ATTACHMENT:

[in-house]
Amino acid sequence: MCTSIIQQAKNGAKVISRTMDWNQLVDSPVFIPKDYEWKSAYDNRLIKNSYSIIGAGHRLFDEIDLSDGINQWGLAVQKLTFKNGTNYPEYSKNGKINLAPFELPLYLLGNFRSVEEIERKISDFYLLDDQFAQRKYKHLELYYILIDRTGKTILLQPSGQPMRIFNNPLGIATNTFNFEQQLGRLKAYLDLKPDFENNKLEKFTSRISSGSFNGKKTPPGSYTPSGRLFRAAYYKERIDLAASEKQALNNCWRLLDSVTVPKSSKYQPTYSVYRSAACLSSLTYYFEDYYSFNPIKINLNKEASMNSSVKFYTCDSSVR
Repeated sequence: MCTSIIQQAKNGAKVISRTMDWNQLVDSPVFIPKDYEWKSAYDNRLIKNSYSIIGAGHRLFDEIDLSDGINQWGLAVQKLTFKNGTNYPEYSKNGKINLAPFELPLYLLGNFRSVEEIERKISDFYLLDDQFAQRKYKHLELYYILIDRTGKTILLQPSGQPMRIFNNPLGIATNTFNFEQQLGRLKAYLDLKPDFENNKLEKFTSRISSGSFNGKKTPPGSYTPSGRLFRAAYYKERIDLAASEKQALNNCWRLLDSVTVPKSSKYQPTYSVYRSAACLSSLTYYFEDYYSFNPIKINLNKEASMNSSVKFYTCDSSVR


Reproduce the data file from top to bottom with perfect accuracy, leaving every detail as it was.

[in-house]
Amino acid sequence: MCTSIIQQAKNGAKVISRTMDWNQLVDSPVFIPKDYEWKSAYDNRLIKNSYSIIGAGHRLFDEIDLSDGINQWGLAVQKLTFKNGTNYPEYSKNGKINLAPFELPLYLLGNFRSVEEIERKISDFYLLDDQFAQRKYKHLELYYILIDRTGKTILLQPSGQPMRIFNNPLGIATNTFNFEQQLGRLKAYLDLKPDFENNKLEKFTSRISSGSFNGKKTPPGSYTPSGRLFRAAYYKERIDLAASEKQALNNCWRLLDSVTVPKSSKYQPTYSVYRSAACLSSLTYYFEDYYSFNPIKINLNKEASMNSSVKFYTCDSSVR
Repeated sequence: MCTSIIQQAKNGAKVISRTMDWNQLVDSPVFIPKDYEWKSAYDNRLIKNSYSIIGAGHRLFDEIDLSDGINQWGLAVQKLTFKNGTNYPEYSKNGKINLAPFELPLYLLGNFRSVEEIERKISDFYLLDDQFAQRKYKHLELYYILIDRTGKTILLQPSGQPMRIFNNPLGIATNTFNFEQQLGRLKAYLDLKPDFENNKLEKFTSRISSGSFNGKKTPPGSYTPSGRLFRAAYYKERIDLAASEKQALNNCWRLLDSVTVPKSSKYQPTYSVYRSAACLSSLTYYFEDYYSFNPIKINLNKEASMNSSVKFYTCDSSVR